Boquet is an unincorporated community in Penn Township, Westmoreland County, Pennsylvania, United States
Boquet, Pennsylvania Wikipedia
Though his name was spelled somewhat differently, it is commonly accepted that Boquet was named after General Henry Bouquet, a British army officer of the 18th century. The community lies along the original route of the Forbes Road, the road created by a British/colonial force under British General John Forbes to displace the French from Fort Duquesne in 1758. It was the second road into western Pennsylvania, the first having been Braddock's Road in 1755. Within a few years of its creation, the segment of Forbes' Road that Boquet would come to be located upon was removed several miles to the south. The newer, more southerly variant diverged from the original near present SR 66, east of Boquet, and rejoined the original road several miles west of Boquet. The Battle of Bushy Run, during Pontiac's War, took place at a site on the newer, more southerly route of Forbes' Road.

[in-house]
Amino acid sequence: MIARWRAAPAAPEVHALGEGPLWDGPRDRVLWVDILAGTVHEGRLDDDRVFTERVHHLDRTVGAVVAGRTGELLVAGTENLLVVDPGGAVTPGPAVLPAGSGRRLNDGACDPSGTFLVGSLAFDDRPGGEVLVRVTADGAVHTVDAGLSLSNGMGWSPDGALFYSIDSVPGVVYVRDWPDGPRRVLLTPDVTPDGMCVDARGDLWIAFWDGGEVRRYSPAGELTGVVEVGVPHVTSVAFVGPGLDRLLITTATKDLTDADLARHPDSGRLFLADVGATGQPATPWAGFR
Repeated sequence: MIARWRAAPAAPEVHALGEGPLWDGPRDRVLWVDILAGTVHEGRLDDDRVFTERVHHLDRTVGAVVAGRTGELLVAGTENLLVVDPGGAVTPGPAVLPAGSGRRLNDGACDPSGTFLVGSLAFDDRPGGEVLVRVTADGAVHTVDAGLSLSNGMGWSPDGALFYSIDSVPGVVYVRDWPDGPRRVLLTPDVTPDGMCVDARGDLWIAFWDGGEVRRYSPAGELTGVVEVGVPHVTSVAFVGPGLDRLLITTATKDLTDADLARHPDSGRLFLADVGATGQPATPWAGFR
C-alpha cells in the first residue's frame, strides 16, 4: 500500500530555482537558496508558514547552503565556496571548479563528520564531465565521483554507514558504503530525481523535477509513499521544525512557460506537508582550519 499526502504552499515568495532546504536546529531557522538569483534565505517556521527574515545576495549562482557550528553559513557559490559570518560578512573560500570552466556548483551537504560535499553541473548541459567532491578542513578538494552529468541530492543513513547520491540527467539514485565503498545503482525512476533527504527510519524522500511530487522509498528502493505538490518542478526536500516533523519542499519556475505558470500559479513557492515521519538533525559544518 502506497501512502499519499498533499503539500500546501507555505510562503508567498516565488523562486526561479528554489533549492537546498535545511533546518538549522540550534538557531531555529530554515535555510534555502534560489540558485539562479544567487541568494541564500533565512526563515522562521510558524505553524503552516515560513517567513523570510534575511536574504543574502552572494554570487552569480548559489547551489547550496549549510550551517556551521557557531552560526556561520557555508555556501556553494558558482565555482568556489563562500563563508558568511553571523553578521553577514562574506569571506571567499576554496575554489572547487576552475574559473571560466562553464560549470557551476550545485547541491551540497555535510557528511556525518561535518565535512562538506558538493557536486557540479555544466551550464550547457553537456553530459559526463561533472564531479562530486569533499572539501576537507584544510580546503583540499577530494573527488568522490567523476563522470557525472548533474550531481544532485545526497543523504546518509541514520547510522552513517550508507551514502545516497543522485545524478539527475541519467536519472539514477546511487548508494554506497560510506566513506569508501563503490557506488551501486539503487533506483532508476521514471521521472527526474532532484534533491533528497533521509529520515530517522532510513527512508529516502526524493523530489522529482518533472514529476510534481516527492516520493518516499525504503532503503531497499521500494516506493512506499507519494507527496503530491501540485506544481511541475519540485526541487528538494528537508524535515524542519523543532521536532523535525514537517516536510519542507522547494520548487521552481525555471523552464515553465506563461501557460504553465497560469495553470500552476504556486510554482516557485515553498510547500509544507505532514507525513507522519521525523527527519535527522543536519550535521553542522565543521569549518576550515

Although General John Forbes was the commander of the military expedition that created the road, Colonel Henri Boquet had become the defacto commander, as General Forbes was very ill. Also named after Henri Boquet are Boquet Street in the Oakland section of Pittsburgh, and a blockhouse at the site of Fort Pitt, named Boquet's Redoubt. This blockhouse, built in 1764, is commonly considered to be the oldest structure in western Pennsylvania.
Possibly the most significant landmark in the Boquet area is the Greensburg-Jeannette Regional airport. Just over a mile's distance from the community lies the site of the Battle of Bushy Run, an important part of the French and Indian War. Re-enactments of the battle are held during the summer.
Other prominent places in and around Boquet include three golf courses: Cloverleaf Golf Club, Westmoreland Country Club, and Manor Valley Country Club. In addition, Boquet is home to numerous historical buildings from the 19th century, including a former whiskey bonding house, built of cut stone in 1818, that has since been remodeled into a home.